Abstract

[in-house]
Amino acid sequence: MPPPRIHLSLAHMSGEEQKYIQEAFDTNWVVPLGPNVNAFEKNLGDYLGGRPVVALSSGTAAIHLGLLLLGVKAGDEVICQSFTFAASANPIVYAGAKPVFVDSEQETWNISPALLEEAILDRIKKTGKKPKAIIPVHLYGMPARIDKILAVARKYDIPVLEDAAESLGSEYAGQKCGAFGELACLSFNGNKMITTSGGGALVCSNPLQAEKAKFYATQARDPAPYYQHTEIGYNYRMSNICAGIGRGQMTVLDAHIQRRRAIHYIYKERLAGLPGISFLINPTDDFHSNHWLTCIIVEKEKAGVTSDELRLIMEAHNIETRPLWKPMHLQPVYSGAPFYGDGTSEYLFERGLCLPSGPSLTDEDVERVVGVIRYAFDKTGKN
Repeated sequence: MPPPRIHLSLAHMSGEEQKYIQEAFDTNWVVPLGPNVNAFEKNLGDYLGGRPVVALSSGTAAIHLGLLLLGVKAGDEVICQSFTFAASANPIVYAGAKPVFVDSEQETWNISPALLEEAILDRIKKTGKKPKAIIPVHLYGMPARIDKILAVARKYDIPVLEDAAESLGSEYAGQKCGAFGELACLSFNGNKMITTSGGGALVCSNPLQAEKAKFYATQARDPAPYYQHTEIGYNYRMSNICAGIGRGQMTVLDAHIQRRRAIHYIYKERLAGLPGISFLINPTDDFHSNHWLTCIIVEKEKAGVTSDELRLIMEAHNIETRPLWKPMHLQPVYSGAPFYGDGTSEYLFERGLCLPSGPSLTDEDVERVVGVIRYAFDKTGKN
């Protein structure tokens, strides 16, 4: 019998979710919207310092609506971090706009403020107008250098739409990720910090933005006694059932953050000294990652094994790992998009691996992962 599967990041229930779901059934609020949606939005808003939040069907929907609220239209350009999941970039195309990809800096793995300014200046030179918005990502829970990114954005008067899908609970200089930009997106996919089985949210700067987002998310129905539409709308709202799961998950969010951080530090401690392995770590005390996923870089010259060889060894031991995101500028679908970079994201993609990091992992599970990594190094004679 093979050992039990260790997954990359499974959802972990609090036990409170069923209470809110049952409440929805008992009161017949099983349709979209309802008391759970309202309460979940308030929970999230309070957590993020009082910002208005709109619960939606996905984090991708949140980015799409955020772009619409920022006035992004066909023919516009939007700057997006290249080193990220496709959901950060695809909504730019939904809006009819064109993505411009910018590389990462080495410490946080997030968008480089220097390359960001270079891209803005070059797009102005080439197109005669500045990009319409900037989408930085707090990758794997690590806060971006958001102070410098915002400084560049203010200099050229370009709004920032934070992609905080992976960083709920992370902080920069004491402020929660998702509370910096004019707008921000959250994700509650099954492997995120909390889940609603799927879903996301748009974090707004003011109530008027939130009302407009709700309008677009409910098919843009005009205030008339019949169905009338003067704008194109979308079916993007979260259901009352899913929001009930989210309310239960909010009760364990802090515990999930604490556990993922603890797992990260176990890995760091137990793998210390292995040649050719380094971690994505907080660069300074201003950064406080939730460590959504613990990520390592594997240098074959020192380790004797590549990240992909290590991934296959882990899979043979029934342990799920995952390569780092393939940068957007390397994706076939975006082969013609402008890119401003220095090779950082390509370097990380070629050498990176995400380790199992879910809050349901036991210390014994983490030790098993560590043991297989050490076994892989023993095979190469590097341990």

Heavy mineral analysis of the rivers of Oregon and northern California has been used to outline four major sources of sediments on the Oregon continental shelf. These sources include the Columbia River Basin, the Oregon Coast Range, the Klamath-Siskiyou Mountains, and terrace deposits along the central Oregon coast. Dispersal patterns of sand-size sediments show that the dominant direction of littoral transport has been to the north at least during the past 18,000 years. Sands were transported 170 miles to the north on the continental shelf during the end of the Late Wisconsin regression and the beginning of the Early Holocene transgression. The observed dispersal patterns of heavy minerals may be indicative of more efficient littoral processes during the last major sea level lowering. Reduction of sand supply to the littoral zone and natural obstacles, such as erosionally resistant headlands, to the littoral transport of sand have apparently limited the northward transport of sand during the past 3,000 years.

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